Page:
To Donate Click Here

Mitzvah Mature

Rabbi Yehoshua Alt

To purchase any of the author’s books (hardcopy or e-book) and get it delivered to your door, please send an email to [email protected] or visit (where you can also see the reviews).

To join the thousands of recipients and receive these insights free on a weekly email, obtain previous articles, feedback, comments, suggestions (on how to spread the insights of this publication further, make it more appealing or anything else), to sponsor this publication which has been in six continents and more than forty countries, or if you know anyone who is interested in receiving these insights weekly, please contact the author, Rabbi Yehoshua Alt, at [email protected]. Thank you.

לעילוי נשמת שמואל אביגדור בן יצחק מאיר

These Torah articles can also be viewed in French and Hebrew atהורדות-עלונים.


Please send your feedback to [email protected].

Rabbi Alt merited to learn under the tutelage of R’ Mordechai Friedlander ztz”l for close to five years. He received Semicha from R’ Zalman Nechemia Goldberg ztz”l. Rabbi Alt has written on numerous topics for various websites and publications and is the author of the books, Fascinating Insights and Incredible Insights. His writings inspire people across the spectrum of Jewish observance to live with the vibrancy and beauty of Torah. He lives with his wife and family in a suburb of Yerushalayim where he studies, writes, and teaches. The author is passionate about teaching Jews of all levels of observance.

Listen to the short Fascinating Insights podcast at, where it can also be downloaded!

Please feel free to print some copies of this publication and distribute them in your local shul for the public, thereby having a hand in spreading Torah.

Mitzvah Mature

The Aramaic word בר or Hebrew equivalent בן denotes inclusion into a specified group. A בן עולם הבא,[1] member (literally: son) of the next world, refers to one whose focus and identity are tied up with the eternal life. בר מצוה connotes one who is subject to the commandments.[2]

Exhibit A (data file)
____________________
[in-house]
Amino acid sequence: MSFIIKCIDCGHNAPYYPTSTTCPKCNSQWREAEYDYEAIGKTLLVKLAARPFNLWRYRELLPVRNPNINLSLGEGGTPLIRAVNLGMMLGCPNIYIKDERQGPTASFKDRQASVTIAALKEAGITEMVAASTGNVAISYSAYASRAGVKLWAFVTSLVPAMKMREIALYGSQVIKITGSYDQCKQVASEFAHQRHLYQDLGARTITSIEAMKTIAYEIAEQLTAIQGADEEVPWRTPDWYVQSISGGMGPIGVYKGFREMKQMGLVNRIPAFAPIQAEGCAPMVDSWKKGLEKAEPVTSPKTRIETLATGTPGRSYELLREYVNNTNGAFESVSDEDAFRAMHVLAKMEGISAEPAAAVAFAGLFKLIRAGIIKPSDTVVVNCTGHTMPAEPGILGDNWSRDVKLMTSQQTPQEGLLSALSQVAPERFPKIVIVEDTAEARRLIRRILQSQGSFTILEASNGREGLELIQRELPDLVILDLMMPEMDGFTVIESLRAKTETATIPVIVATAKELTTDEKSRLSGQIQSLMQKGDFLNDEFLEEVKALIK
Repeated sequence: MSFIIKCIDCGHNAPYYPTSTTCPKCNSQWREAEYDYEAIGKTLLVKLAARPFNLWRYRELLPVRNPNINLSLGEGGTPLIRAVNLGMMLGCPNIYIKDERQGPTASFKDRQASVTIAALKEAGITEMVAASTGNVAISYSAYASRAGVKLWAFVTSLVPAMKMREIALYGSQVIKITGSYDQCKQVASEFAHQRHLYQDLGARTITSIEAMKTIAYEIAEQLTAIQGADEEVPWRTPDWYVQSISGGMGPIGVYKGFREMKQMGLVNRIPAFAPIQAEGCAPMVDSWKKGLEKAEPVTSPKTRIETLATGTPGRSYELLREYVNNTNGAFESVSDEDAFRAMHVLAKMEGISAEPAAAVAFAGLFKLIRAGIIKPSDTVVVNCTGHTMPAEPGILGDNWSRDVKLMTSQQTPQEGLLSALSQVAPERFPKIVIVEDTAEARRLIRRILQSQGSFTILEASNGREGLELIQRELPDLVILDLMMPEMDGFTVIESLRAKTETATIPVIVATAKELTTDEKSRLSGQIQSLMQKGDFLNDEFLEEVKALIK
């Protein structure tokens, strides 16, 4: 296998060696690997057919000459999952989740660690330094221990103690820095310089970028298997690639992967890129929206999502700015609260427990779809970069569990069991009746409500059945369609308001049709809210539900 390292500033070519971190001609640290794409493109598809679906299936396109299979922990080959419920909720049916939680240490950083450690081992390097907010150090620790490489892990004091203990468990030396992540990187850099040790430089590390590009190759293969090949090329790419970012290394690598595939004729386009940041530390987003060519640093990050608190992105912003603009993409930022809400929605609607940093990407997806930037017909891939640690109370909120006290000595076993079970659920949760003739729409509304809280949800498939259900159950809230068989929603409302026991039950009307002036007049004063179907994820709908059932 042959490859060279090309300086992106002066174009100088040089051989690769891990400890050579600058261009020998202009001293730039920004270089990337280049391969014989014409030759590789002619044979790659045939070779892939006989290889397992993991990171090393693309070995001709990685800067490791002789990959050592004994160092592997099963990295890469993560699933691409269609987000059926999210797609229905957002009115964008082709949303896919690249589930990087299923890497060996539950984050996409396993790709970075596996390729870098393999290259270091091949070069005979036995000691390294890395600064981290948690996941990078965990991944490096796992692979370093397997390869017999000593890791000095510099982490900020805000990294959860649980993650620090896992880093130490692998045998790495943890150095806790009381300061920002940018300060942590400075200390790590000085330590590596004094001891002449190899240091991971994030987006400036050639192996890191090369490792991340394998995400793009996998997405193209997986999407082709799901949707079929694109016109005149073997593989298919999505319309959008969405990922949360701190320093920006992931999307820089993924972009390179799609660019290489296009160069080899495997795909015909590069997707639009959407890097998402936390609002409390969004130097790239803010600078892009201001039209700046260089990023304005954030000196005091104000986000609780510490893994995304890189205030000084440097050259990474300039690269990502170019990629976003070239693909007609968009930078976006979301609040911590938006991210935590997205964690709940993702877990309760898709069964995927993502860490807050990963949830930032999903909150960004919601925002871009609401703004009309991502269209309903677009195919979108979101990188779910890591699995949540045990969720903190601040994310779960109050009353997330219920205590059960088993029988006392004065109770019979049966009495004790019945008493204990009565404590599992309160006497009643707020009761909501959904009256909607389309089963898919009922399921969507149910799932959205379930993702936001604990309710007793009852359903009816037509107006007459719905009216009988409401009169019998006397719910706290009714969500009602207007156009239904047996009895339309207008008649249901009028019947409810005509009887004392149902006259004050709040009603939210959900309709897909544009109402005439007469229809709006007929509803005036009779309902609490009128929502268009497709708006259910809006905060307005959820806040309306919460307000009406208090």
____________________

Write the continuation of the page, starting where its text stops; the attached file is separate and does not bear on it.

Why is the term בר מצוה (or בת מצוה for a girl) used in contrast to the term we use for one who sins, a בעל עבירה? A son (or daughter) is an absolute unbreakable bond because no matter what he or she does they still remain a son or daughter. This is different concerning a husband (בעל) and wife where there is the option of divorce. It is breakable.  Similarly, a person that commits a sin can still sever himself from it by refraining from committing the act. It is not intrinsic to him. In contrast, one who doesn’t even perform a mitzvah for a while is still bonded to it. It is inherent in him.


What is the difference between a קטן and a גדול (one who is bar mitzvah and one who isn’t)?[3] גדול means someone who is able to combine all his actions into one unified perspective. Indeed, the root of גדול is אגד, to bind. He is no longer a קטן, minor, whose inconsistent actions are disconnected. קטן relates to קטטה, cutting or discord, as he has a disconnected perception.


When does a boy become bar mitzvah? There is a machlokes if a boy becomes bar mitzvah at the beginning of the day he was born 13 years later or if he becomes bar mitzvah only exactly 13 years later to the minute he was born.[4] R’ Sternbuch[5] writes that the Brisker Rav woke up his son who was born at 3 in the morning on the night of his bar mitzvah (Amud Hashachar was 3:30). The Brisker Rav stayed up all night in order to wake up his son in order that he recite Birchas Hatorah, the Krias Shema of nighttime and Zechiras Yetzias Mitzrayim. This is because that which the boy said before he went to sleep wouldn’t help according to the opinion that the boy becomes bar mitzvah exactly 13 years later to the minute.

[1] See Megilah 28b.

[2] Baba Metzia 96a.

[3] A regular bar mitzvah speech is where the bar mitzvah boy practices a speech that was written for him beforehand and he says it at the bar mitzvah reception. Then there is a novel way (which is also a way of teaching in general), the way in which R’ Dovid Forman’s bar mitzvah speech was. His Rebbi told him to learn his bar mitzvah parsha, which was Parshas Noach, and ask two of his best questions he had on the parsha. He went to his Rebbi with the questions, to which his Rebbi gave him answers. This is how his bar mitzvah speech was formulated. The speech was therefore a part of him.

[4] See the Rema, Orach Chaim, 53:10 with Magen Avraham 53:13, Mishneh L’melech in Ishus, chapter 2, Chassam Sofer, Yoreh Deah, 343, Sheiltos at the end of Bechukosai, Shach in Choshen Mishpat, 35 and the Maharsham, 3:121.

[5] Moadim U’zemanim, siman 288, footnote.

Author of Three Books

Listen to the short Fascinating Insights Podcast at

Leave a comment

Your email address will not be published. Required fields are marked *